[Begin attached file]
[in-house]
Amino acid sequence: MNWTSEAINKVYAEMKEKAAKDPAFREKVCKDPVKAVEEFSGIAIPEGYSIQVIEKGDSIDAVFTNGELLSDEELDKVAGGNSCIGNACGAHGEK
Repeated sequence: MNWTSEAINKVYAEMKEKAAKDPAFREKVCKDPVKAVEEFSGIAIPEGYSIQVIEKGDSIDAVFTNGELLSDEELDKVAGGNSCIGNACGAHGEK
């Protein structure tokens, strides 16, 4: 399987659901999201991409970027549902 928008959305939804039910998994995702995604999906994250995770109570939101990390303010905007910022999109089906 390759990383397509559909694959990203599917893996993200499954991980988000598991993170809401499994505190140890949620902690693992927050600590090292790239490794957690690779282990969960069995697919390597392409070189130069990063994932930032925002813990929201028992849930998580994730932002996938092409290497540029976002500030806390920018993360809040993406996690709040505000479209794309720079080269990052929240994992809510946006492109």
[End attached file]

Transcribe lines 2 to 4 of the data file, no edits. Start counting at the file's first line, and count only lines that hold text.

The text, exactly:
Amino acid sequence: MNWTSEAINKVYAEMKEKAAKDPAFREKVCKDPVKAVEEFSGIAIPEGYSIQVIEKGDSIDAVFTNGELLSDEELDKVAGGNSCIGNACGAHGEK
Repeated sequence: MNWTSEAINKVYAEMKEKAAKDPAFREKVCKDPVKAVEEFSGIAIPEGYSIQVIEKGDSIDAVFTNGELLSDEELDKVAGGNSCIGNACGAHGEK
């Protein structure tokens, strides 16, 4: 399987659901999201991409970027549902 928008959305939804039910998994995702995604999906994250995770109570939101990390303010905007910022999109089906 390759990383397509559909694959990203599917893996993200499954991980988000598991993170809401499994505190140890949620902690693992927050600590090292790239490794957690690779282990969960069995697919390597392409070189130069990063994932930032925002813990929201028992849930998580994730932002996938092409290497540029976002500030806390920018993360809040993406996690709040505000479209794309720079080269990052929240994992809510946006492109």